Surprisingly, they kept the ad pretty bland. Ad title. Announcement copy. Two photos with some specs. And a holiday message. With some red and green font colours to make it a bit more festive.

But bland or not, those machines were definitely a Christmas miracle. And even more of a Christmas miracle... this is MY FIRST Alesis ad. Don't worry - more to come.   :)

Merry Christmas and Happy Holidays everyone!

Monday, December 3, 2018

Akai / Roger Linn MPC60 "MIDI Production Center" brochure, 1988


Akai / Roger Linn MPC60 "MIDI Production Center" four page colour brochure from 1988.

As I mentioned in my previous post on the first MPC60 advertisement, I wanted to make sure I covered off the 30th anniversary of the MPC60 before the end of 2018! And that definitely includes this lovely brochure.

Now, before I say anything else, I just have to first point out that this is one of the classiest gear brochures of its time period.

PERIOD.

The paper this brochure is printed on is thick and creamy - like a milkshake! I've seen business cards printed on much thinner paper.

Classy.

And its like I can still smell the high quality ink of the printing press from which this thing flew out of.

Classy.

And those two logos on the cover!

CLASSY!

If I have one small grip about the design of this ad, its probably the small font used on the inside cover page. But then again, there's a lot to be said when you pretty much create a whole new market category - drum machine/sampler/MIDI sequencer (dare I say groovebox?).

Can't read the text? Right-click on the image and open in a new tab. Then magnify to 100%. OR however you do that in your browser.

Read that whole page and I'm sure you will agree.

Yeah yeah... sure, sure... there were a few other tools that came before it that could sample, make beats or whatever. But this thing really brought it all together in a fun and intuitive format.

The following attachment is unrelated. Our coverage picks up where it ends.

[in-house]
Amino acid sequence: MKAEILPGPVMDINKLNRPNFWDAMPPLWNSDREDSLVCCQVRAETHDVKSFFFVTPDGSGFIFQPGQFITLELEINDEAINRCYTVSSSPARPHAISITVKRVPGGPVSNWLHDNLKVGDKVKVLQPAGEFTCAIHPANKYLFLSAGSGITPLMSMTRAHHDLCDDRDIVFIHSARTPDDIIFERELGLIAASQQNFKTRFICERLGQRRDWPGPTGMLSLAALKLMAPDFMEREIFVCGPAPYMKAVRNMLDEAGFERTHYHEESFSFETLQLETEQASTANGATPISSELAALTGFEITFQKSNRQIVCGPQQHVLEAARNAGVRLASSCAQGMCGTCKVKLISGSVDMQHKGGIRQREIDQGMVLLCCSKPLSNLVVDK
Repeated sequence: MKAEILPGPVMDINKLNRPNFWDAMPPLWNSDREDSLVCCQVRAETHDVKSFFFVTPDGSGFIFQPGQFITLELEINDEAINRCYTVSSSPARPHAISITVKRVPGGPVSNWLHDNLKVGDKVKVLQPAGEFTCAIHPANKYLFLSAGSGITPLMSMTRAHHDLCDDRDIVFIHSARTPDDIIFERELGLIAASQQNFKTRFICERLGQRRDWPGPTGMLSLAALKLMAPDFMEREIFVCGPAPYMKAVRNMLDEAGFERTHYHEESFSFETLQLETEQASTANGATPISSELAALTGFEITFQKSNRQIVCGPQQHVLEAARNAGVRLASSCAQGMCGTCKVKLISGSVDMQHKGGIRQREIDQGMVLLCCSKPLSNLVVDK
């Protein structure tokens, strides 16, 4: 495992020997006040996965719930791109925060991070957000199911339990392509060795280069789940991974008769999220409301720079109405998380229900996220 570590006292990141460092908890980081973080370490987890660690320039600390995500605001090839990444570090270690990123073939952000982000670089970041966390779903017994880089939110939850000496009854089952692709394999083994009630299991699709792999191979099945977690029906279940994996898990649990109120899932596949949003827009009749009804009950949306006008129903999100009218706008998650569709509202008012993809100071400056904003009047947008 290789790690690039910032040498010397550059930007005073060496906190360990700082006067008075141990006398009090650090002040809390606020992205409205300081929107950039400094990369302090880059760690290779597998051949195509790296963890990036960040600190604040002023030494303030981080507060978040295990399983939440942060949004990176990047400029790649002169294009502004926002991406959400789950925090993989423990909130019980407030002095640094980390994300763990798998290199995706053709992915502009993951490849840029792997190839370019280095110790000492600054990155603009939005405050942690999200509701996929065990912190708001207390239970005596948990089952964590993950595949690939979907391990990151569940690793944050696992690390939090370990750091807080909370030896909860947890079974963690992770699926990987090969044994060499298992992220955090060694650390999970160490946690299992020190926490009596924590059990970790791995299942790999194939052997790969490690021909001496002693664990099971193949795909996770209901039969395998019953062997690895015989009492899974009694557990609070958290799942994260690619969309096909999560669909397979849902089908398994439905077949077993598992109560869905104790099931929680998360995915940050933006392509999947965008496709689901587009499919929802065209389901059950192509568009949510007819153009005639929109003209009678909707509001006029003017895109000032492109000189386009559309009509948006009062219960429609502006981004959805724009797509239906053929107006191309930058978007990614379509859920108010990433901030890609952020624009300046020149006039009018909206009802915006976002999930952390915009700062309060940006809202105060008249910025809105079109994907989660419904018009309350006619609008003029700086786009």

Point being - and there's no getting around it - if you were at a trade show or in your local music store and the person behind the counter handed you this brochure, you would immediately sense it was something special.

But that cover would only hint at what was exactly on offer, tempting you to flip the page.

[TRAP SET]

And when the victim person opened the brochure and received what amounts to a prefrontal cortex brain-punch by that high quality photo of the MPC60 on the inside, anyone would be hard-pressed not to figure out a way to get the five grand required to take this machine home.

LinnDrum MIDIstudio
Beg. Steal. Borrow. Whatever.
Linn9000 (1985)

Now, a lot of people try to say the MPC60 is a direct descendant of Linn Electronics'  Linn 9000 that came out in 1985. The Keyboard Spec Sheet said as much in my previous post. But in my view, it was the 1986 advertised-but-never-released LinnDrum Midistudio that is the real baby daddy.

And I'm willing, along with a few others, to die on that hill.

The history of the MPC60, the circumstances around Roger Linn's partnership with Akai, and many other interesting nuggets of knowledge can be found all around the Web with a simple Google search.

So to get you started, here's Red Bull Academy's November 2017 article by Lance Scott Walker includes some great history and quotes from Roger Linn as well as many famous users of the MPC60.

Another recent article written by Alexander Acimen for VOX celebrating the 30th anniversary of the machine is also a nice read.

There's tons more. Just Google.

I can't do all the work for ya - I have another MPC60 advertisement to scan.

:)